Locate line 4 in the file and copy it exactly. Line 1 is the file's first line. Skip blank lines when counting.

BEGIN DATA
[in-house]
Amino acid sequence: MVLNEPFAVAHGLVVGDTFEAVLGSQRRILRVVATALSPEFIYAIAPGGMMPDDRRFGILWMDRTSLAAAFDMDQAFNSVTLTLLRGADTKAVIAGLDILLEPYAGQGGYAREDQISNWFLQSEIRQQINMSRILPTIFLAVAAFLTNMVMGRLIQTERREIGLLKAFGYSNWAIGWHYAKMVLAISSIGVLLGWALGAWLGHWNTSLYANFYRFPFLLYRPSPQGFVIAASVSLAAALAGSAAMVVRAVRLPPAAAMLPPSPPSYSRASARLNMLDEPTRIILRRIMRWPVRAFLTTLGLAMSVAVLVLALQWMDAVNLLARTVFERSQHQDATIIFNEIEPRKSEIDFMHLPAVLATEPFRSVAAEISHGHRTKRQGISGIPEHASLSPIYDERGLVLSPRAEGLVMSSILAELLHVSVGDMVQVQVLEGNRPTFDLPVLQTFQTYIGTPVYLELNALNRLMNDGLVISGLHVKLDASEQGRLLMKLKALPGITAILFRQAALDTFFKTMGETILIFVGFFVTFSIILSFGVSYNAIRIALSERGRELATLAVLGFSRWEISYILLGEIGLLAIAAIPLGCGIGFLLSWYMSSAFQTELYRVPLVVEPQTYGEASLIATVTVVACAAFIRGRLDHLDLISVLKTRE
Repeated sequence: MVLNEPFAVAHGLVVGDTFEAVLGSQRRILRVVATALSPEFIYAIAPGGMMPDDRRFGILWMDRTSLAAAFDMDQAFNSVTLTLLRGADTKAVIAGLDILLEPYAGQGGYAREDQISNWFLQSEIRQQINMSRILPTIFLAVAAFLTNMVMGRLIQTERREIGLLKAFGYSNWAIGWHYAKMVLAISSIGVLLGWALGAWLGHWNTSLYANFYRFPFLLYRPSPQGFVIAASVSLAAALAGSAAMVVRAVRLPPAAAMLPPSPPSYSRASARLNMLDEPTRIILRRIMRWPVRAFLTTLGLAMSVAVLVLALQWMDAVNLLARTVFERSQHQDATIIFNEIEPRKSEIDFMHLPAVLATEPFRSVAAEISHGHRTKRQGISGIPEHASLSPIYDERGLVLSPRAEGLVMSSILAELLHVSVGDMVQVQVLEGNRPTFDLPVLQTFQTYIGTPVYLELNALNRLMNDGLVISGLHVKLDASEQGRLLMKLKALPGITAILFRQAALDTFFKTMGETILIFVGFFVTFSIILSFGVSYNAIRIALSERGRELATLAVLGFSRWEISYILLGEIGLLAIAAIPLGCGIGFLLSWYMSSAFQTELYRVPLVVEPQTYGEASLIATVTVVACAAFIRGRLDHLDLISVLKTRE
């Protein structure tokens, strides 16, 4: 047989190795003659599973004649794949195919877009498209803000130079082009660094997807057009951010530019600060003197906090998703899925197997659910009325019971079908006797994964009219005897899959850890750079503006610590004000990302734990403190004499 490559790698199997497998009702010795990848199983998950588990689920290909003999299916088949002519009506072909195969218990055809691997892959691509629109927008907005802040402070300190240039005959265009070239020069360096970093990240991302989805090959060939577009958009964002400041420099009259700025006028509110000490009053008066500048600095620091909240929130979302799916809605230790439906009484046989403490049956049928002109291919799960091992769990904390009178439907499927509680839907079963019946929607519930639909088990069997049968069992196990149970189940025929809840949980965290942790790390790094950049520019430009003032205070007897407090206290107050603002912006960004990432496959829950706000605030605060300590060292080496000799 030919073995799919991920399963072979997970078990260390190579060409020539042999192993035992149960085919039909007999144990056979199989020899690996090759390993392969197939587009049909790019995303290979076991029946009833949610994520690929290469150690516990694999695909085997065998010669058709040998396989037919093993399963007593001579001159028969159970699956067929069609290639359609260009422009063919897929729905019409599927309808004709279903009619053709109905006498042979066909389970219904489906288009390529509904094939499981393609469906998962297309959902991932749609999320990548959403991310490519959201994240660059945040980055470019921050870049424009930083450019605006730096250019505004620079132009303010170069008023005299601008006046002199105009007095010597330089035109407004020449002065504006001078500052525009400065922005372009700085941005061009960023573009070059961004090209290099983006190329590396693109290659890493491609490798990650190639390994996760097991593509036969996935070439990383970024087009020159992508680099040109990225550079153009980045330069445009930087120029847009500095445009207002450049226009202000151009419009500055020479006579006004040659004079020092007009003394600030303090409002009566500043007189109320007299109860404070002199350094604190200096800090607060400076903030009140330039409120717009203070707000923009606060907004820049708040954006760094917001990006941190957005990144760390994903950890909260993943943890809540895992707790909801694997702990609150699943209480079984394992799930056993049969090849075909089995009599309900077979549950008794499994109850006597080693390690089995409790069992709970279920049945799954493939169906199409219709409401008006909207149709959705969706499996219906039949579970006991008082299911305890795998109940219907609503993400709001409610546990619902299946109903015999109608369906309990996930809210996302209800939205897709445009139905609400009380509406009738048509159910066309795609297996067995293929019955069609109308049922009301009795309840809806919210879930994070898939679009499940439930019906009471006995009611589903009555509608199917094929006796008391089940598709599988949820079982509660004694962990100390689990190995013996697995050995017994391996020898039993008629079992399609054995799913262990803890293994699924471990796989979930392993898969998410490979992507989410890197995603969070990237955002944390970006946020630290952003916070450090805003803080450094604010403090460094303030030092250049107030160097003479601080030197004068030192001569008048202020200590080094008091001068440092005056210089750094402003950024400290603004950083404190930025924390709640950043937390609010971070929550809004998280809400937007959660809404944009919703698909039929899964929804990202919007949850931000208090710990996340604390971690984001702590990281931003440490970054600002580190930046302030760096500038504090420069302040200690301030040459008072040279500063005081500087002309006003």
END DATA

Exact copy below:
């Protein structure tokens, strides 16, 4: 047989190795003659599973004649794949195919877009498209803000130079082009660094997807057009951010530019600060003197906090998703899925197997659910009325019971079908006797994964009219005897899959850890750079503006610590004000990302734990403190004499 490559790698199997497998009702010795990848199983998950588990689920290909003999299916088949002519009506072909195969218990055809691997892959691509629109927008907005802040402070300190240039005959265009070239020069360096970093990240991302989805090959060939577009958009964002400041420099009259700025006028509110000490009053008066500048600095620091909240929130979302799916809605230790439906009484046989403490049956049928002109291919799960091992769990904390009178439907499927509680839907079963019946929607519930639909088990069997049968069992196990149970189940025929809840949980965290942790790390790094950049520019430009003032205070007897407090206290107050603002912006960004990432496959829950706000605030605060300590060292080496000799 030919073995799919991920399963072979997970078990260390190579060409020539042999192993035992149960085919039909007999144990056979199989020899690996090759390993392969197939587009049909790019995303290979076991029946009833949610994520690929290469150690516990694999695909085997065998010669058709040998396989037919093993399963007593001579001159028969159970699956067929069609290639359609260009422009063919897929729905019409599927309808004709279903009619053709109905006498042979066909389970219904489906288009390529509904094939499981393609469906998962297309959902991932749609999320990548959403991310490519959201994240660059945040980055470019921050870049424009930083450019605006730096250019505004620079132009303010170069008023005299601008006046002199105009007095010597330089035109407004020449002065504006001078500052525009400065922005372009700085941005061009960023573009070059961004090209290099983006190329590396693109290659890493491609490798990650190639390994996760097991593509036969996935070439990383970024087009020159992508680099040109990225550079153009980045330069445009930087120029847009500095445009207002450049226009202000151009419009500055020479006579006004040659004079020092007009003394600030303090409002009566500043007189109320007299109860404070002199350094604190200096800090607060400076903030009140330039409120717009203070707000923009606060907004820049708040954006760094917001990006941190957005990144760390994903950890909260993943943890809540895992707790909801694997702990609150699943209480079984394992799930056993049969090849075909089995009599309900077979549950008794499994109850006597080693390690089995409790069992709970279920049945799954493939169906199409219709409401008006909207149709959705969706499996219906039949579970006991008082299911305890795998109940219907609503993400709001409610546990619902299946109903015999109608369906309990996930809210996302209800939205897709445009139905609400009380509406009738048509159910066309795609297996067995293929019955069609109308049922009301009795309840809806919210879930994070898939679009499940439930019906009471006995009611589903009555509608199917094929006796008391089940598709599988949820079982509660004694962990100390689990190995013996697995050995017994391996020898039993008629079992399609054995799913262990803890293994699924471990796989979930392993898969998410490979992507989410890197995603969070990237955002944390970006946020630290952003916070450090805003803080450094604010403090460094303030030092250049107030160097003479601080030197004068030192001569008048202020200590080094008091001068440092005056210089750094402003950024400290603004950083404190930025924390709640950043937390609010971070929550809004998280809400937007959660809404944009919703698909039929899964929804990202919007949850931000208090710990996340604390971690984001702590990281931003440490970054600002580190930046302030760096500038504090420069302040200690301030040459008072040279500063005081500087002309006003």